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Convergence: a transformative approach to advanced research at the intersection of life, physical sciences and engineering and enhanced university-industry partnerships

Amanda Arnold

Federal Relations, Texas A&M University, USA

E-mail : amanda.arnold@tamu.edu

Melvin Greer

Senior Fellow, Chief Strategist, Lockheed Martin, USA

DOI: 10.15761/JTS.1000114

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Abstract

Convergence — an integration of the knowledge, tools, and ways of thinking from the life and health sciences; physical, mathematical, and computational sciences; the engineering disciplines; the social and behavioral sciences; and the humanities to form a comprehensive framework for tackling scientific and societal challenges that exist at the interfaces of multiple fields – is a movement gaining traction in universities across the country. Industry sees the approach as critical to educating the 2020 workforce it needs to deliver the advanced technological products and services that will otherwise go uncommercialized without the enhanced workforce capabilities for which Convergence offers the blueprint.

Key words

 convergence, team science, transdisciplinarity, bioscience, science & technology, and workforce and talent

Introduction

A new transformative research approach is gaining momentum in Washington. Convergence an integration of the knowledge, tools, and ways of thinking from the life and health sciences; physical, mathematical, and computational sciences; the engineering disciplines…to form a comprehensive framework for tackling scientific and societal challenges that exist at the interfaces of multiple fields [1] – is a movement that has thrived for some time in academia, giving way to disciplines like synthetic biology, biological engineering, and is touted by some as the next generation concept to propel the field of nanotechnology [2]. As established scientific leaders Phillip Sharp and Robert Langer wrote for Science, “rather than bringing together practitioners from separate silos to provide skills, there is an increasing need to merge expertise that goes beyond the interdisciplinary inter section of fields to the emergence of new disciplines [3].”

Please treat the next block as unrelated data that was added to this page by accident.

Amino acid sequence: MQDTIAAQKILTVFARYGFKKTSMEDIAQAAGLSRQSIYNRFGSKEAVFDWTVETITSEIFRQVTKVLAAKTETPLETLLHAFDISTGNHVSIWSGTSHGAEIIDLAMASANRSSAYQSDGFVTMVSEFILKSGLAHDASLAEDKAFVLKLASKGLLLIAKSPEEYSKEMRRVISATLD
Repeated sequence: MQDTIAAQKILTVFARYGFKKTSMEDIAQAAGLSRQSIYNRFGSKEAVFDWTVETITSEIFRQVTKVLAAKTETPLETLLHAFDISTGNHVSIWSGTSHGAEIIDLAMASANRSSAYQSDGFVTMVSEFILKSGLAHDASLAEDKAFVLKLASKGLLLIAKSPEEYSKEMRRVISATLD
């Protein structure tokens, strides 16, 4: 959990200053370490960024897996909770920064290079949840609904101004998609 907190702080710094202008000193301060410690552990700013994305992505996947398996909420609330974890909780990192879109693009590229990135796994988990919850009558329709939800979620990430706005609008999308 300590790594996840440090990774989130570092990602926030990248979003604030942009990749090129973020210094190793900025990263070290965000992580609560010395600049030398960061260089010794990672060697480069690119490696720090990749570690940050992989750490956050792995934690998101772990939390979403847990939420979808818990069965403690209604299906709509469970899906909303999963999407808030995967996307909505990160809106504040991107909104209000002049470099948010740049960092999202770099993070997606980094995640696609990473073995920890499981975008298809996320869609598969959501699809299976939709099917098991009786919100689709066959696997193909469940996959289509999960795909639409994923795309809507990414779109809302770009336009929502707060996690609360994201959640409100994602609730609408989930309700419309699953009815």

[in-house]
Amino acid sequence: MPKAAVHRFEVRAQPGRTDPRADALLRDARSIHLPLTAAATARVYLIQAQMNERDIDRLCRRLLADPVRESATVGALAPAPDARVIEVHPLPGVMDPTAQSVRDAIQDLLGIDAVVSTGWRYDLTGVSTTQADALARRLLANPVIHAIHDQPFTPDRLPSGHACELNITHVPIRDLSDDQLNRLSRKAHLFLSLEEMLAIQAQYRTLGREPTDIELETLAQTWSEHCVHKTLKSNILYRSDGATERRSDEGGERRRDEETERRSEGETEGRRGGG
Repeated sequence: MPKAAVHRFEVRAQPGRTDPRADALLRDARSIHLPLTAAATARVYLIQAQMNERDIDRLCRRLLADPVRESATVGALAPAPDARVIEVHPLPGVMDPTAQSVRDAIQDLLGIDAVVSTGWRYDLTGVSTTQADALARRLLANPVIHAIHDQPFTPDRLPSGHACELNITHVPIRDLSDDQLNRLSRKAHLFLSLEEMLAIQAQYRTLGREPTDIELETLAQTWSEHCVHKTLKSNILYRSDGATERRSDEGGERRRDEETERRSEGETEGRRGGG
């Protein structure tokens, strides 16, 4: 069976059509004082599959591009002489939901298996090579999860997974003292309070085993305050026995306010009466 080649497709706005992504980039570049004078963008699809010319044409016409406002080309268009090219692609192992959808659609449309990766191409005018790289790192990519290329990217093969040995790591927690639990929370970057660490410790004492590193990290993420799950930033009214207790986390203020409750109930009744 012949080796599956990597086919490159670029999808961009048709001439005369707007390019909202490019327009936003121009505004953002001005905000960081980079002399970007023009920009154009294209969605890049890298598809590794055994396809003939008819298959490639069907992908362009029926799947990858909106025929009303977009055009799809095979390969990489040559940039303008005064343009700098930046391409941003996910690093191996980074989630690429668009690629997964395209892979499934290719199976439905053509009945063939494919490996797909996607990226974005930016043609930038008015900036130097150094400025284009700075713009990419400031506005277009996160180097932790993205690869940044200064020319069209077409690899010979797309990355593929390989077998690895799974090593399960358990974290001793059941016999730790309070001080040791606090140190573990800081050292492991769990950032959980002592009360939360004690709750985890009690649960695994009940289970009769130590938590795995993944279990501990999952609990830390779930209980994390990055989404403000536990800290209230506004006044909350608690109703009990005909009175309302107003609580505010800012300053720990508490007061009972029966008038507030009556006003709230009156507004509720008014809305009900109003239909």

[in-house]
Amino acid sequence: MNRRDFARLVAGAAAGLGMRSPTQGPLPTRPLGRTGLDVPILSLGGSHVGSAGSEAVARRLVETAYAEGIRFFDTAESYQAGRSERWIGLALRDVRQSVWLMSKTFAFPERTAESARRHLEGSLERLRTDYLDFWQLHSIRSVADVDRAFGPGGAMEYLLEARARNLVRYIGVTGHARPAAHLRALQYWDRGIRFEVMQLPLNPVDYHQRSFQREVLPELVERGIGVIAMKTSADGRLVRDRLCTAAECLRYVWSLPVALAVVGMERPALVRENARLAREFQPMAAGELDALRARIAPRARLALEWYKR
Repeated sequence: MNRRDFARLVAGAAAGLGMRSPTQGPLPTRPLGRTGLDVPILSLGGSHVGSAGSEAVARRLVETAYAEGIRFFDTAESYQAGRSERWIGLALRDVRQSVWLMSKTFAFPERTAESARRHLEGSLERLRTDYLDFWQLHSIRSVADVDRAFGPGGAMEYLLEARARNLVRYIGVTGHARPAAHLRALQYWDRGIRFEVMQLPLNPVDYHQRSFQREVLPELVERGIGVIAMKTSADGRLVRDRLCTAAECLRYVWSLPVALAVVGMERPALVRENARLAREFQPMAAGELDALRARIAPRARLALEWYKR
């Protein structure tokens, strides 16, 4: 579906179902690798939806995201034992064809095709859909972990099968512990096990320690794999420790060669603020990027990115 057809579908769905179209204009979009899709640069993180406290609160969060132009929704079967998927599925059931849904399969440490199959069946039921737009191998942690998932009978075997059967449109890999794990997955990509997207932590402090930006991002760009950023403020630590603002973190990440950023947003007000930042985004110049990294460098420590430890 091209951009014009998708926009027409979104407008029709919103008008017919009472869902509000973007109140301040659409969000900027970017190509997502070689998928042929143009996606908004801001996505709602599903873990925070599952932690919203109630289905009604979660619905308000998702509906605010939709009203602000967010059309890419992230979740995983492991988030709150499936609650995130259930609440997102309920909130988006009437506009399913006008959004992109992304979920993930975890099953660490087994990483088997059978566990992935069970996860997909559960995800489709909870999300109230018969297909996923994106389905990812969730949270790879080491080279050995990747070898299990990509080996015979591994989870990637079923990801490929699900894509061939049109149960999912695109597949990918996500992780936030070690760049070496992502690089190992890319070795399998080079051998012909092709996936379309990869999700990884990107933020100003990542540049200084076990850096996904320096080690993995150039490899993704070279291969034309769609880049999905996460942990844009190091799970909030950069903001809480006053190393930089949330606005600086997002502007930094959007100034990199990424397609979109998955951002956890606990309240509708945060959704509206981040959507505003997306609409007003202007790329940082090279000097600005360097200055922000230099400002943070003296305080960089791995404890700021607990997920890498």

This approach is creating a new generation of scientists and researchers capable of speaking across disciplinary platforms in a way not possible in previous generations but still with deep expertise in one or, in some cases more than one discipline, in addition to working at the intersection of disciplines.

While the federal funding agencies that support research and discovery are slowly catching on to this trend [4], academia continues to wrestle with embedding Convergence institutionally while maintaining the capability to train for deep disciplinary expertise. However, the industry members who will increasingly depend on these graduates to transform product lines for health, defense, environment, and security have not been fully engaged in the discussion. This is changing as Convergence reaches beyond the frontiers of academia and government and into the boardrooms of America’s largest firms. Calibrating this triad of engagement between government, industry and academia to the Convergence approach will allow enhanced system organization to enable novel solutions to grand societal challenges currently gathering dust at the intersections of disciplines and sectors. 

Motivation for ongoing scholarship on the convergence trend

Over the past year, leadership at the National Academy of Sciences responded to the interest of their membership and the larger Science & Technology community in Convergence in several ways. To date, the National Research Council—the operating arm of the NAS—completed two exercises in this emerging approach; the first a study chaired by Joseph DeSimone of University of North Carolina that examined approaches for fostering convergence in research institutions [7], and the second, a Summary Report from a meeting of the Government-University-Industry-Research-Roundtable [8], which the authors of this document co-chaired.

The National Research Council is continuing to engage in the discussions surrounding Convergence. Critical topics include a partnership with the Kavli Foundation to expand the dialogue on institutional policies that enable convergent research, a forthcoming study on social and behavioral science research on working in teams, and an emerging interest in industry and workforce needs. The NAS has also announced a new Raymond and Beverly Sackler Prize in Convergence Research [9].

Established success and notional applications for convergence

We are only now beginning to see the potential for Convergence style research, if supported, to enable this third revolution [10] in biomedical research, the first two related revolutions being the discovery of DNA and the unraveling of the genome [11]. The applications of Convergence allow researchers an alternative view of the future.